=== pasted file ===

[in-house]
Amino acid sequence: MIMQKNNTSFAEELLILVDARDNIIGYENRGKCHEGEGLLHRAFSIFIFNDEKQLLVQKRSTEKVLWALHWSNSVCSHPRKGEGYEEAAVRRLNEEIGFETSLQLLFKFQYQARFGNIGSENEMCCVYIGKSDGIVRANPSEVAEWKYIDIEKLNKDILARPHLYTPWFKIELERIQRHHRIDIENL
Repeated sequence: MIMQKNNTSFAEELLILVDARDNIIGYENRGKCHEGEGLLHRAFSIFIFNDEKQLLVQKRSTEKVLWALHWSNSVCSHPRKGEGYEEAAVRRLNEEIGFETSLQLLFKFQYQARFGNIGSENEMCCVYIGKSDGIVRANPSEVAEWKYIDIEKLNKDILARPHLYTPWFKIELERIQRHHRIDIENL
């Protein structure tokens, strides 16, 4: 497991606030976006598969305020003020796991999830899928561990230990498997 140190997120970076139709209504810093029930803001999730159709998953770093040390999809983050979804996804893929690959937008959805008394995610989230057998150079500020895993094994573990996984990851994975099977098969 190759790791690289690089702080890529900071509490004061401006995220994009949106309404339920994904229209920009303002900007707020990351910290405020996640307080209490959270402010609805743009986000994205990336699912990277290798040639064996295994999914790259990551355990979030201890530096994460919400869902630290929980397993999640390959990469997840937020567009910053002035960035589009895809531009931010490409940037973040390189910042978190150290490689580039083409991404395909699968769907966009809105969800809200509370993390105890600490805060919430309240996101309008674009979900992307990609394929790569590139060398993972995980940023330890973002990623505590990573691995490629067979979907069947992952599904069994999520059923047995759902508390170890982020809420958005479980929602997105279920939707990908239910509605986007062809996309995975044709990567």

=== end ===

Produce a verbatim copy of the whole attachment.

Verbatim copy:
[in-house]
Amino acid sequence: MIMQKNNTSFAEELLILVDARDNIIGYENRGKCHEGEGLLHRAFSIFIFNDEKQLLVQKRSTEKVLWALHWSNSVCSHPRKGEGYEEAAVRRLNEEIGFETSLQLLFKFQYQARFGNIGSENEMCCVYIGKSDGIVRANPSEVAEWKYIDIEKLNKDILARPHLYTPWFKIELERIQRHHRIDIENL
Repeated sequence: MIMQKNNTSFAEELLILVDARDNIIGYENRGKCHEGEGLLHRAFSIFIFNDEKQLLVQKRSTEKVLWALHWSNSVCSHPRKGEGYEEAAVRRLNEEIGFETSLQLLFKFQYQARFGNIGSENEMCCVYIGKSDGIVRANPSEVAEWKYIDIEKLNKDILARPHLYTPWFKIELERIQRHHRIDIENL
């Protein structure tokens, strides 16, 4: 497991606030976006598969305020003020796991999830899928561990230990498997 140190997120970076139709209504810093029930803001999730159709998953770093040390999809983050979804996804893929690959937008959805008394995610989230057998150079500020895993094994573990996984990851994975099977098969 190759790791690289690089702080890529900071509490004061401006995220994009949106309404339920994904229209920009303002900007707020990351910290405020996640307080209490959270402010609805743009986000994205990336699912990277290798040639064996295994999914790259990551355990979030201890530096994460919400869902630290929980397993999640390959990469997840937020567009910053002035960035589009895809531009931010490409940037973040390189910042978190150290490689580039083409991404395909699968769907966009809105969800809200509370993390105890600490805060919430309240996101309008674009979900992307990609394929790569590139060398993972995980940023330890973002990623505590990573691995490629067979979907069947992952599904069994999520059923047995759902508390170890982020809420958005479980929602997105279920939707990908239910509605986007062809996309995975044709990567």